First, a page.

Enhancing the efficacy of behavior therapy for obesity: effects of aerobic exercise and a multicomponent maintenance program.

Indiana University Bloomington, Bloomington, Indiana, United States
Journal of Consulting and Clinical Psychology (Impact Factor: 4.85). 11/1986; 54(5):670-5. DOI: 10.1037/0022-006X.54.5.670
Source: PubMed
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    ABSTRACT: Social support is important to achieve beneficial changes in risk factors for disease, such as overweight and obesity. This paper presents the theoretical and practical framework for social support, and the mechanisms by which social support affects body weight. The theoretical and practical framework is supported with a literature review addressing studies involving a social support intervention for weight loss and weight loss maintenance. A major aspect in social support research and practice is the distinction between structural and functional support. Structural support refers to the availability of potential support-givers, while functional support refers to the perception of support. Interventions often affect structural support, for example, through peer groups, yet functional support shows a stronger correlation with health. Although positive correlations between social support and health have been shown, social support may also counteract health behaviour change. Most interventions discussed in this review showed positive health outcomes. Surprisingly, social support was clearly defined on a practical level in hardly any studies, and social support was assessed as an outcome variable in even fewer studies. Future social support intervention research would benefit from clear definitions of social support, a clear description of the intended mechanism of action and the actual intervention, and the inclusion of perceived social support as a study outcome.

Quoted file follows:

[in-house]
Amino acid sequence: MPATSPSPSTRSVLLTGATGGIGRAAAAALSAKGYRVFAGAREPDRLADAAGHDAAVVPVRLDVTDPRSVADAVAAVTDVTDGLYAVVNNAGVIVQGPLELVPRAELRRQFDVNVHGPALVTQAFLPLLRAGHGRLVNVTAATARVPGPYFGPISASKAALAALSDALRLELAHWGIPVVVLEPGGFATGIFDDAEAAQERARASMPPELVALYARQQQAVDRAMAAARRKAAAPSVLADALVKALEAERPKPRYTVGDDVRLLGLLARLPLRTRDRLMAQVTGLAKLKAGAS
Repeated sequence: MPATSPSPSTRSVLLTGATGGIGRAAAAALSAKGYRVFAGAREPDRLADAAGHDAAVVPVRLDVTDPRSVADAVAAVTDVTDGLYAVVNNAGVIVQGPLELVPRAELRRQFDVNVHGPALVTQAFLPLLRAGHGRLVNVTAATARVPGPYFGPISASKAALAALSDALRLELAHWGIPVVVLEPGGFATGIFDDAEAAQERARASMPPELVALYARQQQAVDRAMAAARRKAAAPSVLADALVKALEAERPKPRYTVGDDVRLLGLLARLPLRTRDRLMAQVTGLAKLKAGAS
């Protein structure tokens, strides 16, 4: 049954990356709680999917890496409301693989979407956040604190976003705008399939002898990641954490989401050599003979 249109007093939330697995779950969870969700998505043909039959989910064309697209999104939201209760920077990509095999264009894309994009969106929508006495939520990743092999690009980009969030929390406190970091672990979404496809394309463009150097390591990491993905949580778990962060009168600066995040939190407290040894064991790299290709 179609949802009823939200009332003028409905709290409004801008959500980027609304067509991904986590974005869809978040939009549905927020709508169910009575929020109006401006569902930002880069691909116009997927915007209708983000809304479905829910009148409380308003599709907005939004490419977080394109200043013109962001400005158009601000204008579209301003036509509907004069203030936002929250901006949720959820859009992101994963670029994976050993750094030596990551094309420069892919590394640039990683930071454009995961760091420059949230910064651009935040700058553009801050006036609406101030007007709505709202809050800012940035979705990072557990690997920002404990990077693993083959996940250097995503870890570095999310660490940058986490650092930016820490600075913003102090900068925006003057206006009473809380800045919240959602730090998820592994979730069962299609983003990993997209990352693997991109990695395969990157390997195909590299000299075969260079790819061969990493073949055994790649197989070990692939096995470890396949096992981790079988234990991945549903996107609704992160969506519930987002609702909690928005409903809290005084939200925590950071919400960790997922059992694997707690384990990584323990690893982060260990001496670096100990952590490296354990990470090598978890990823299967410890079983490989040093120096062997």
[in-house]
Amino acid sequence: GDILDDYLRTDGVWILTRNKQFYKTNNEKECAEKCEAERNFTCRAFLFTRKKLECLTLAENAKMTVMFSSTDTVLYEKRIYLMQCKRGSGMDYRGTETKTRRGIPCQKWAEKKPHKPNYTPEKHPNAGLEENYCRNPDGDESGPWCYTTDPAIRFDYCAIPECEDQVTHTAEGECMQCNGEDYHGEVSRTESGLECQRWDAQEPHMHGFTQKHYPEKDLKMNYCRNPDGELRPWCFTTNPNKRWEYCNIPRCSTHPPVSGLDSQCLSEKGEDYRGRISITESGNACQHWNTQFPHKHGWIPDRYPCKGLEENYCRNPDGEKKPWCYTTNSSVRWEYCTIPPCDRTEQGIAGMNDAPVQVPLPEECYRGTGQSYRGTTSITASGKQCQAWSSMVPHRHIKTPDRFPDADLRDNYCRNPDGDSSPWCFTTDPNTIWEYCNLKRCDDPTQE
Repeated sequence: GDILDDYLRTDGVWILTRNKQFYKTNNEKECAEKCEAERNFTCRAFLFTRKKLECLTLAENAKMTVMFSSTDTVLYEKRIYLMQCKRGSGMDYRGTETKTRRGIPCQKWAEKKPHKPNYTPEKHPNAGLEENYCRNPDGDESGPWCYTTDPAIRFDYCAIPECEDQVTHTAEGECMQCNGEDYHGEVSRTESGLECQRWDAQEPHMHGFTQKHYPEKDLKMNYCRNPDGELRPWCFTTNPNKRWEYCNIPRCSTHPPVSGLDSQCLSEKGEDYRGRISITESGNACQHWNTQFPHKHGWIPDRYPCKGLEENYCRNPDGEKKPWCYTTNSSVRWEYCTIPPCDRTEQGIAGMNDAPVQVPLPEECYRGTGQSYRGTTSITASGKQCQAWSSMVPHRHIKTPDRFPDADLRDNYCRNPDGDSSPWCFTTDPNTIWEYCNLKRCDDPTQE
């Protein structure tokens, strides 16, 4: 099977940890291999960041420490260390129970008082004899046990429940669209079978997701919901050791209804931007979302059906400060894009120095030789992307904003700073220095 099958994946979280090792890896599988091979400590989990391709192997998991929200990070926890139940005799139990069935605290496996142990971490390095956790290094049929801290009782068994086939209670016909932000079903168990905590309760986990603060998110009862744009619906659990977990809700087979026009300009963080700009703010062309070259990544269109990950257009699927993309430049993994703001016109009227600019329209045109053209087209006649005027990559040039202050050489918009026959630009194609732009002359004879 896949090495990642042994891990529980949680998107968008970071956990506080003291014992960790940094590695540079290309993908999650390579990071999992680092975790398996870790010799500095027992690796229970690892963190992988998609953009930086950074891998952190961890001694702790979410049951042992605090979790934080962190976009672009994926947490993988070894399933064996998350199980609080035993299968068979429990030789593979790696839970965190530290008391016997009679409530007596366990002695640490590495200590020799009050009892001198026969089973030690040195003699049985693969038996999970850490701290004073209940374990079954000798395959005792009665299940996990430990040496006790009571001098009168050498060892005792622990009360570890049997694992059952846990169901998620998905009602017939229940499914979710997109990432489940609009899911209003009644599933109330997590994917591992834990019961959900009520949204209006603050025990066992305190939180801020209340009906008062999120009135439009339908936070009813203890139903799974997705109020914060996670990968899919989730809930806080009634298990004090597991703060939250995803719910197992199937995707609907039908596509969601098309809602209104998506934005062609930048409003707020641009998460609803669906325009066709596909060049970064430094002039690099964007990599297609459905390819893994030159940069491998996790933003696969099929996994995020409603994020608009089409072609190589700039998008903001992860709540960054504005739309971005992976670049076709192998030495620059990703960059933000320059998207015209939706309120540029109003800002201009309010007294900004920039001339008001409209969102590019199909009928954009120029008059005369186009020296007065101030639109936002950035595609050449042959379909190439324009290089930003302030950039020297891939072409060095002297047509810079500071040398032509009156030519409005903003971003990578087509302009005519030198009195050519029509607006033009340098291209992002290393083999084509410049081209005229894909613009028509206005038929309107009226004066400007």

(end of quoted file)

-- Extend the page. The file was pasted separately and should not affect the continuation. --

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    ABSTRACT: This study evaluated the effectiveness of two posttreatment programs designed to enhance the maintenance of weight loss. Eighty-five obese clients were randomly assigned to either (a) behavior therapy plus a peer-support maintenance program, (b) behavior therapy plus a therapist-contact maintenance program, or (c) behavior therapy only. At a 7-month follow-up session, the therapist-contact program resulted in significantly greater maintenance of weight loss compared with the peer support and behavior therapy only conditions. However, by the time of an 18-month follow-up assessment, overall relapse rates were equivalent across conditions. (PsycINFO Database Record (c) 2012 APA, all rights reserved)
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